The Research Roundup provides an overview of the past week’s research from Mayo Medical Laboratories consultants, including featured abstracts and complete list of published studies and reviews.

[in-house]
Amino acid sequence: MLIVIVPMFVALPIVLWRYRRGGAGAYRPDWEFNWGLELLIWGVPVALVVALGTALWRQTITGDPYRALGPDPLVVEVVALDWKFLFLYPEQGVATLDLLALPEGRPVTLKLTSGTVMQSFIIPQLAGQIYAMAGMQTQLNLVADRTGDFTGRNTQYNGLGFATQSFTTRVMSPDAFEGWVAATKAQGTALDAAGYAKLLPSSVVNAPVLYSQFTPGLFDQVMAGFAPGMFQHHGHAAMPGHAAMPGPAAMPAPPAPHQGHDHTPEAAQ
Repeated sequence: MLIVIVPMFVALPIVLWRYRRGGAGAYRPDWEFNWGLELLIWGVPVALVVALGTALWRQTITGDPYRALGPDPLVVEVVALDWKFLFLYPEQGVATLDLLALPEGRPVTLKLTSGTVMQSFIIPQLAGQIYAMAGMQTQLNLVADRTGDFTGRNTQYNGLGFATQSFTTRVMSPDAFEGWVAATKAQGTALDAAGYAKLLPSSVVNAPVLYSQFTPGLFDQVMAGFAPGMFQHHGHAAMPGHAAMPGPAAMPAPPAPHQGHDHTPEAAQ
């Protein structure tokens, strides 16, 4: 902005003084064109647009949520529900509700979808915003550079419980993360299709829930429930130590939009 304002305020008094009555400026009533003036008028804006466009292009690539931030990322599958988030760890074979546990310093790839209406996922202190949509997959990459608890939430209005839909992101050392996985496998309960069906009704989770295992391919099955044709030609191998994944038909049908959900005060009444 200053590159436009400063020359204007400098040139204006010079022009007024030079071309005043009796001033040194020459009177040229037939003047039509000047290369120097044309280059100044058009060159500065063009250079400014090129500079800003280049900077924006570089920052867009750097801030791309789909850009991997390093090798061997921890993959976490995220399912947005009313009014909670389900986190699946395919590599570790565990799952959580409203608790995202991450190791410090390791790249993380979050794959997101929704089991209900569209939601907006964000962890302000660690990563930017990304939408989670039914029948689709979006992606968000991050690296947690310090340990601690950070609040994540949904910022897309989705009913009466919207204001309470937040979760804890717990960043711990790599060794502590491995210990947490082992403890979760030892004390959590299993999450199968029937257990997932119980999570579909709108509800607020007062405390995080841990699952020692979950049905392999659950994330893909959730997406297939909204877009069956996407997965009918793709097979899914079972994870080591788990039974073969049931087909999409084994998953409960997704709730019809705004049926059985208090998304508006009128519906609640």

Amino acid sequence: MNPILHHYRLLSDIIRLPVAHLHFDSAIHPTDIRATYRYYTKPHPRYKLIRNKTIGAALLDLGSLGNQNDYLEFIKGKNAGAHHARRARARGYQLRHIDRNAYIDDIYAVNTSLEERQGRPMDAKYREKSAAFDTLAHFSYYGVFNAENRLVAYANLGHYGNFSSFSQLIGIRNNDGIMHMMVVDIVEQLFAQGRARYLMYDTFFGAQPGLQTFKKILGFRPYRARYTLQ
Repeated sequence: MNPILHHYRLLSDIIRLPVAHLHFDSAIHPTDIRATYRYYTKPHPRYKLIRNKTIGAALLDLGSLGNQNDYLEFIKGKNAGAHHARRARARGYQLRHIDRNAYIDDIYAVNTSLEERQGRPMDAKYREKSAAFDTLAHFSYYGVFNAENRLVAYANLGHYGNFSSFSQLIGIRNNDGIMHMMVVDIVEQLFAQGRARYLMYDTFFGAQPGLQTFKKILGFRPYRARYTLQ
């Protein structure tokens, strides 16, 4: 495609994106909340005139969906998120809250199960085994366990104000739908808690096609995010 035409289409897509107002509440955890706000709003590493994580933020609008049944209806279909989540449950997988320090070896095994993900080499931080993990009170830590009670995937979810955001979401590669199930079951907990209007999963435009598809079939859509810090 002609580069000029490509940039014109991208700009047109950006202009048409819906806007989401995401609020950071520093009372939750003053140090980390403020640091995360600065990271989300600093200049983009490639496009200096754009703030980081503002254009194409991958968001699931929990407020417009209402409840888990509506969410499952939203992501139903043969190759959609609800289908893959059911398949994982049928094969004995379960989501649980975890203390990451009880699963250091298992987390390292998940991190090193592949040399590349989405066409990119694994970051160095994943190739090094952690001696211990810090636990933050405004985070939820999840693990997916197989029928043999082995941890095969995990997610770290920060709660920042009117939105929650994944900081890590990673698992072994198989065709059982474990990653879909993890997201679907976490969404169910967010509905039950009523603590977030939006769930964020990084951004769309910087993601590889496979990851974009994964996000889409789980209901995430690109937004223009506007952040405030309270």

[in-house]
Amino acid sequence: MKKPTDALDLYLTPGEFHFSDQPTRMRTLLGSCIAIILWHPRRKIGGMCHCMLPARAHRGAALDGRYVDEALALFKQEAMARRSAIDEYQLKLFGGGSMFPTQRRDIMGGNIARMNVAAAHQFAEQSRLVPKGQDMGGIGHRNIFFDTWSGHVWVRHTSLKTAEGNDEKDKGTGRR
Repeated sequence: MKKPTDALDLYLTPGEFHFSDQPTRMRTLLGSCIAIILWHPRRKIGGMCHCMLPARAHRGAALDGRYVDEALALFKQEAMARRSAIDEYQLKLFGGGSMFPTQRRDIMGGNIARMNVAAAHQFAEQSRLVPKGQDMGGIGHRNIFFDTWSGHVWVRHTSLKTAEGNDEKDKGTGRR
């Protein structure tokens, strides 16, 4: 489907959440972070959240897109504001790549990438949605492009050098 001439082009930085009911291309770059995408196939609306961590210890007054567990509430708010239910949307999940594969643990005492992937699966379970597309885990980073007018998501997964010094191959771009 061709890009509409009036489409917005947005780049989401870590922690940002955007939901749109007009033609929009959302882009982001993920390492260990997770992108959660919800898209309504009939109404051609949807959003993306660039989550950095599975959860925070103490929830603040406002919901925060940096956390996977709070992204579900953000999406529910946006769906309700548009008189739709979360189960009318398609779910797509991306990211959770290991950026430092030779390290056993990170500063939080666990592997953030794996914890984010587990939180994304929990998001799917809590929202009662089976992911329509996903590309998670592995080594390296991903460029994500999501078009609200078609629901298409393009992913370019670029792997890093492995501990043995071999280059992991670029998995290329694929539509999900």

Hepatocellular carcinoma (HCC) is a common malignancy both in the U.S. and worldwide. Despite the refinement of imaging techniques in at-risk populations, a needle biopsy diagnosis remains an important diagnostic tool for HCC in many cases. Various immunohistochemical markers have been developed to facilitate this diagnosis, such as HepPar-1, glypican-3 and, most recently, arginase-1. Among them, arginase-1 has been shown to have superior sensitivity and specificity than the others. Performance of arginase-1 has been reported to be excellent for diagnosis of well differentiated HCCs, with some tail- off in sensitivity for poorly differentiated tumors. Mayo Clinic researchers' experience has suggested that a subset of well-differentiated HCCs can be negative for arginase-1. They examined 68 consecutive confirmed cases of well-differentiated HCC diagnosed on needle biopsy and found 7 (10%) to be completely negative for arginase-1. This finding is of fundamental clinical importance in view of previous studies that have shown arginase-1 to be always positive in well-differentiated HCC. The review was published in Human Pathology.